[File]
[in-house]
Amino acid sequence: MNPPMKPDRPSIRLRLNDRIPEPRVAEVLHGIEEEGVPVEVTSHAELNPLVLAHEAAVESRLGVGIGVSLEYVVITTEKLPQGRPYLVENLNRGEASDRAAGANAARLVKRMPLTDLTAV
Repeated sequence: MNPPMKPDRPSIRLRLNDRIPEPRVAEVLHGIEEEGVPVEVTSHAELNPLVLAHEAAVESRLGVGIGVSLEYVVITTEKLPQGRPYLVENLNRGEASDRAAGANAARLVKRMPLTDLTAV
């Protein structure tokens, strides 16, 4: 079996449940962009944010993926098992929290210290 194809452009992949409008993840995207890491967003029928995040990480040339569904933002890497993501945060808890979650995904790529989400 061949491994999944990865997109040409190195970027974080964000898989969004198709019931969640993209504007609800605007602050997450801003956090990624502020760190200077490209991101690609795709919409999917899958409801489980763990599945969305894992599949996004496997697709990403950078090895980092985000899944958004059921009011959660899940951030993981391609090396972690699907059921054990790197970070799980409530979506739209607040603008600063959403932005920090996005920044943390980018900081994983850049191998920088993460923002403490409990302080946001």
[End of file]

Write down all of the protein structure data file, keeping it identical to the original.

[in-house]
Amino acid sequence: MNPPMKPDRPSIRLRLNDRIPEPRVAEVLHGIEEEGVPVEVTSHAELNPLVLAHEAAVESRLGVGIGVSLEYVVITTEKLPQGRPYLVENLNRGEASDRAAGANAARLVKRMPLTDLTAV
Repeated sequence: MNPPMKPDRPSIRLRLNDRIPEPRVAEVLHGIEEEGVPVEVTSHAELNPLVLAHEAAVESRLGVGIGVSLEYVVITTEKLPQGRPYLVENLNRGEASDRAAGANAARLVKRMPLTDLTAV
């Protein structure tokens, strides 16, 4: 079996449940962009944010993926098992929290210290 194809452009992949409008993840995207890491967003029928995040990480040339569904933002890497993501945060808890979650995904790529989400 061949491994999944990865997109040409190195970027974080964000898989969004198709019931969640993209504007609800605007602050997450801003956090990624502020760190200077490209991101690609795709919409999917899958409801489980763990599945969305894992599949996004496997697709990403950078090895980092985000899944958004059921009011959660899940951030993981391609090396972690699907059921054990790197970070799980409530979506739209607040603008600063959403932005920090996005920044943390980018900081994983850049191998920088993460923002403490409990302080946001």